The Great Resignation saw 47.8 million workers leave jobs last year, and the “quitting” trend has continued into 2022. That’s terrible news for former employers but could mean good news for veteran entrepreneurs looking to hire experienced talent to help grow their companies. Per the Meta report, the small businesses more than doubled their hiring rate throughout the year, from 11% that hired in January to 24% that added workers in July.
According to a recent report by McKinsey, the “competition for talent remains fierce,” so veteran entrepreneurs need to understand what employees want from their employers. McKinsey reports that workers quit to find improved career development and advancement prospects and make more money. They also want inspiring leadership, meaningful work, and the flexibility to work remotely, at least some of the time.
Veterans are ideal job candidates for nearly any industry, as many are cross-trained with the skills that fit various positions and have the excellent work ethic any employer desires. However, a MetLife and U.S. Chamber of Commerce Small Business Index found that although more than 80% of veteran- and non-veteran-owned small businesses say it’s important to focus on hiring veterans, only about 10% of small businesses have intentionally recruited military veterans.
To find vets to hire, you can start at the U.S. Department of Labor’s Veterans’ Employment and Training Services. Here you’ll find advice and resources for recruiting and training veterans to work for your company. You can indicate a preference for veterans when signing up on large job placement platforms such as Indeed and ZipRecruiter.
Use Digital Tools
There’s a digital tool for just about anything and everything you need to help grow your business. Adopting the right technologies and tools for essentials like project management organization, customer service, internal operations, communication, accounting, supply chain management, digital marketing, and more contribute to your company’s competitive edge.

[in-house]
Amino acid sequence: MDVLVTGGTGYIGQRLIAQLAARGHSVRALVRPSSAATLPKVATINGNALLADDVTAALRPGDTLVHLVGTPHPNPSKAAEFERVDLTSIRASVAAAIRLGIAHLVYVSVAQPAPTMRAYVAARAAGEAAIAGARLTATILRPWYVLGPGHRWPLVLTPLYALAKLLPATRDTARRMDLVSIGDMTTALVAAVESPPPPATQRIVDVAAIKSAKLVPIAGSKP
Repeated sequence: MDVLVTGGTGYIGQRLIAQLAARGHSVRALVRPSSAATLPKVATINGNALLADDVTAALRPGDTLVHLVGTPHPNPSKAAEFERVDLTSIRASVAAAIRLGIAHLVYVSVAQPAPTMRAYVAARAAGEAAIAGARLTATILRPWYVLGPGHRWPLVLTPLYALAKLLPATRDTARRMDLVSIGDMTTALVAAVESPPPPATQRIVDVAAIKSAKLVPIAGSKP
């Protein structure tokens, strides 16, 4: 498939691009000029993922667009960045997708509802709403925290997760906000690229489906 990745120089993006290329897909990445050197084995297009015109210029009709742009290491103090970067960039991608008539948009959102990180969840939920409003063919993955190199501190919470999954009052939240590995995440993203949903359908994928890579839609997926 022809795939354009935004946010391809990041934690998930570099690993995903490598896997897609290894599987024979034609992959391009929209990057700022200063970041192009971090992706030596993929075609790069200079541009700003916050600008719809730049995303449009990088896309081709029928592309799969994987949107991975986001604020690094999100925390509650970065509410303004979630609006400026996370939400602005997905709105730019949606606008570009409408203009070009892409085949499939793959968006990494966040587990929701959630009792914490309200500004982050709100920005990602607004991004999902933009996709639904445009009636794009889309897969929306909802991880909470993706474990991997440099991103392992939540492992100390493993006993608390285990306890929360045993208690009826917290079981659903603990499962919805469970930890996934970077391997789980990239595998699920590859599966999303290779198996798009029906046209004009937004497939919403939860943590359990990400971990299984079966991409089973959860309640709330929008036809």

The October 2022 Global State of Small Business report confirms digital tools’ vital role in how SMBs connect with customers and drive sales. Nearly two-thirds of SMBs (63%) on Facebook generated some portion of their sales through digital channels. In addition, digital tools for connecting and marketing to customers continue to be the focus of SMBs globally and have had a significant impact on increasing sales and customer bases.
Key tech trends to be aware of and consider incorporating into your business operations:
- The Rise of Social Commerce. Social commerce, also called “social selling,” is a digital marketing strategy that allows social media consumers to shop and purchase products and services without ever leaving the app. Shopify, a leading e-commerce platform, says the leading platforms for social selling are Facebook and Instagram.
- Lights, Camera, Videos. Using digital tools to create eye-catching videos should be at the top of your priority lists. Videos are not just for social media but are popular across the board. Wyzowl’s State of Video Marketing Survey shows that explainer and presentation videos are valuable tools for small businesses.
Help to Grow
As you navigate your small business through various stages of growth, you don’t have to strategize on your own. The SBA’s Veteran’s Business Outreach Center (VBOC) offers resources to veterans interested in starting or growing a small business, including workshops, training, and counseling. Also, SCORE business mentors can help you start, grow, or transition your business. Make an appointment with a mentor online or in person today!